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Recognition and motivation

Audience applaudingFiona Thomas is an EFL blogger and Director of Education at Net Languages, a large online language school. Here she considers the importance of recognition and motivation for teachers to excel at their jobs.

How appreciated do you feel in your job? It doesn’t matter what position you hold, everybody likes to feel that their colleagues, boss and people they are responsible for appreciate them when they work hard and do their job well. However, too many teachers and managers suffer from the frustration of feeling that what they do goes unrecognised and unappreciated.

Why is recognition so important? Frederick Herzberg spent much of his professional life researching what motivates people in the work place. His findings show that when a person is recognised for a high level of performance at work, this has a powerful effect on motivation (Herzberg, 1987).

He distinguished between what he classified as hygiene factors and motivational factors. Hygiene factors are those factors which need to be in place for us to be able to do our job.  If these factors are not satisfactorily covered, they will cause anxiety, distract us from our job and lead to demotivation and general dissatisfaction – e.g. if we do not earn enough money to cover our general needs and expenses, we will not be able to focus on our work. However, these factors do not actually motivate us – e.g. if we are given a pay increase (money is a hygiene factor), the effect of the pay rise on our motivation is, in theory, very short-lived. We soon get used to earning more money and as a consequence, its effectiveness in terms of motivation is soon lost.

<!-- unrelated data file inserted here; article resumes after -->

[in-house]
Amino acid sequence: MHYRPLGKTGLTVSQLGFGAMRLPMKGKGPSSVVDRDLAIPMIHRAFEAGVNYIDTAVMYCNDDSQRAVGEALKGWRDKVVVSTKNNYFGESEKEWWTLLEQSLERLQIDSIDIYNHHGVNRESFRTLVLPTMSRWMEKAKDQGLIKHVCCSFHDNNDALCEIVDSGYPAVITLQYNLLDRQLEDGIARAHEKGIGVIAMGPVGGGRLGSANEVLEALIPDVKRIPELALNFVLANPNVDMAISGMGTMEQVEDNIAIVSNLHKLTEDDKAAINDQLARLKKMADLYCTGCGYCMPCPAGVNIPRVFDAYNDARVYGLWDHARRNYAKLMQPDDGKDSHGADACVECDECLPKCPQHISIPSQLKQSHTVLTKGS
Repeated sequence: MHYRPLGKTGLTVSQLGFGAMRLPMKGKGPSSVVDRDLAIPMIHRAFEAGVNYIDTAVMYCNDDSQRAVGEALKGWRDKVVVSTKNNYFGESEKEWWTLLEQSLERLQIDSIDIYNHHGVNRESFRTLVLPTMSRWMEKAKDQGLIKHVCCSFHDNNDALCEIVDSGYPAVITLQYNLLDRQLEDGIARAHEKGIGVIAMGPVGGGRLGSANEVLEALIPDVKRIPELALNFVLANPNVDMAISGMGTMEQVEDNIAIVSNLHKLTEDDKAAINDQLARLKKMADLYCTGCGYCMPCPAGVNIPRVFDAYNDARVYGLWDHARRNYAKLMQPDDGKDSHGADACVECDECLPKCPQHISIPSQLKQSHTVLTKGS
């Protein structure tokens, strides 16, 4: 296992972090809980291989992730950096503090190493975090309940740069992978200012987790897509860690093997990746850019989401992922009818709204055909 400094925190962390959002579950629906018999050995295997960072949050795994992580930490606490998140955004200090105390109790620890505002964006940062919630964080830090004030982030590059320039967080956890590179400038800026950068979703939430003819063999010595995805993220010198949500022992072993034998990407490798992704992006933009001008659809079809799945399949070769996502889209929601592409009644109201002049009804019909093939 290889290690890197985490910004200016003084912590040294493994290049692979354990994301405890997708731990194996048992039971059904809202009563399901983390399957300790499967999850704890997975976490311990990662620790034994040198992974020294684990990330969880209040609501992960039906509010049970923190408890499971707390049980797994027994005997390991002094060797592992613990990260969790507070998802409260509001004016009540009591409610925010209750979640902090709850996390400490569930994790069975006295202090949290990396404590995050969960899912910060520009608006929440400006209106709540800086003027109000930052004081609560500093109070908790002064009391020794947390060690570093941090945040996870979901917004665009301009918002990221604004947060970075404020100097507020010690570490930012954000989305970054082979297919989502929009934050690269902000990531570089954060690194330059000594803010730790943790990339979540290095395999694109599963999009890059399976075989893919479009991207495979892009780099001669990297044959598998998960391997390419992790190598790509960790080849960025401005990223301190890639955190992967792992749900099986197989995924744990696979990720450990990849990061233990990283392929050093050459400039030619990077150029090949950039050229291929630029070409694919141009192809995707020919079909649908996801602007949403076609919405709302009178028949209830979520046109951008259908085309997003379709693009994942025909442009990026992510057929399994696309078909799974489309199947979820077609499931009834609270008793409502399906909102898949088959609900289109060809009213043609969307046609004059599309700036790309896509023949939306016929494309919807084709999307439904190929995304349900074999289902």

Motivational factors, on the other hand, are factors which make a difference to how the worker feels about their job in a longer lasting way. Herzberg cited the following areas as motivational: achievement, recognition, the work itself, responsibility, and advancement. These, therefore, are the areas that language schools need to focus on in order to motivate the people who work there. And of these factors recognition is arguably one of the easiest to apply.

Recognition needs to happen all the way down the hierarchical ladder of any organisation, from Directors to DOSs and other managers, to level coordinators and to teachers. If the person who is directly responsible for us does not seem to notice or care when we perform outstandingly, we understandably feel unappreciated. This in turn can affect our work performance to the detriment of the organisation we work for.

Recognition from colleagues or those higher up the ladder can also be very effective at motivating us. This, I believe, tends to happen most in a climate where there is a general sense of well-being and appreciation within an organisation. People who work in an environment where recognition is part of the institutional culture are much more likely to reciprocate in kind.

Interestingly, people often receive more recognition from their PLNs (personal learning networks) than from the place where they work. The growth in online PLN communities has helped to provide the support and recognition which helps teachers and managers to develop as professionals, especially when this is lacking in the institutions that employ them. It seems, however, such a wasted opportunity that this potential is not exploited positively by these organisations.

It is somewhat ironic that teachers are trained to give praise, recognition and encouragement to their students (sometimes in excess, according to Jim Scrivener, but this is part of a different debate). However, when these teachers are promoted to management positions, they tend to forget to apply the same good practice to the people they are now responsible for. Managers seem to have become so busy directing or managing in their new positions that they forget to apply the same basic effective principles they used when managing students in a class.

If we strive to have vibrant, high-quality language organisations, the motivation of students, teachers, managers, and all other staff is an essential part of good management practice. If we accept that taking the time to recognise good work can make a significant difference to people’s levels of motivation, then language organisations would be well advised to make sure that the recognition of people’s merits, initiatives and hard work becomes part of their institutional culture.

Reference:

Herzberg, F.I. 1987, ‘One more time: How do you motivate employees?’, Harvard Business Review, Sep/Oct87, Vol. 65 Issue 5, p109-120

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